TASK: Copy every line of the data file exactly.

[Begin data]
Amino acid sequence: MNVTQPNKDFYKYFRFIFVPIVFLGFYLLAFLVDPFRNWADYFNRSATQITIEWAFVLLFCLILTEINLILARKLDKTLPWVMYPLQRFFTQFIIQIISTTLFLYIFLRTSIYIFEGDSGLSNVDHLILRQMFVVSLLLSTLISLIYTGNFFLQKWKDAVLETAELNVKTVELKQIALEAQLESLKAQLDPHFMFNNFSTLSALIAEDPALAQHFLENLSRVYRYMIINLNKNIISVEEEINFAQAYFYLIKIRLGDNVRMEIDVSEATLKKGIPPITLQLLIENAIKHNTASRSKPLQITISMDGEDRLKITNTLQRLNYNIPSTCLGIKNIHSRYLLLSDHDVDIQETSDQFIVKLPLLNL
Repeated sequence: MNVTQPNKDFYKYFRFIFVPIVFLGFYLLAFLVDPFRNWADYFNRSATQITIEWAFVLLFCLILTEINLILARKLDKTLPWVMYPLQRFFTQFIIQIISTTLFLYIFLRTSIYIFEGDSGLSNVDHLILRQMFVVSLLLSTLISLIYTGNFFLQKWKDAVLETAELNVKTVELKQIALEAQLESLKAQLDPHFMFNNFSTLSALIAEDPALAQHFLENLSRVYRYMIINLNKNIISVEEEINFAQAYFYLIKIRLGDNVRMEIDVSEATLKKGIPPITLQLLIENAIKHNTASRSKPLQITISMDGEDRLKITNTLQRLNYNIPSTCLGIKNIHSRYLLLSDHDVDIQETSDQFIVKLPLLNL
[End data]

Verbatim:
Amino acid sequence: MNVTQPNKDFYKYFRFIFVPIVFLGFYLLAFLVDPFRNWADYFNRSATQITIEWAFVLLFCLILTEINLILARKLDKTLPWVMYPLQRFFTQFIIQIISTTLFLYIFLRTSIYIFEGDSGLSNVDHLILRQMFVVSLLLSTLISLIYTGNFFLQKWKDAVLETAELNVKTVELKQIALEAQLESLKAQLDPHFMFNNFSTLSALIAEDPALAQHFLENLSRVYRYMIINLNKNIISVEEEINFAQAYFYLIKIRLGDNVRMEIDVSEATLKKGIPPITLQLLIENAIKHNTASRSKPLQITISMDGEDRLKITNTLQRLNYNIPSTCLGIKNIHSRYLLLSDHDVDIQETSDQFIVKLPLLNL
Repeated sequence: MNVTQPNKDFYKYFRFIFVPIVFLGFYLLAFLVDPFRNWADYFNRSATQITIEWAFVLLFCLILTEINLILARKLDKTLPWVMYPLQRFFTQFIIQIISTTLFLYIFLRTSIYIFEGDSGLSNVDHLILRQMFVVSLLLSTLISLIYTGNFFLQKWKDAVLETAELNVKTVELKQIALEAQLESLKAQLDPHFMFNNFSTLSALIAEDPALAQHFLENLSRVYRYMIINLNKNIISVEEEINFAQAYFYLIKIRLGDNVRMEIDVSEATLKKGIPPITLQLLIENAIKHNTASRSKPLQITISMDGEDRLKITNTLQRLNYNIPSTCLGIKNIHSRYLLLSDHDVDIQETSDQFIVKLPLLNL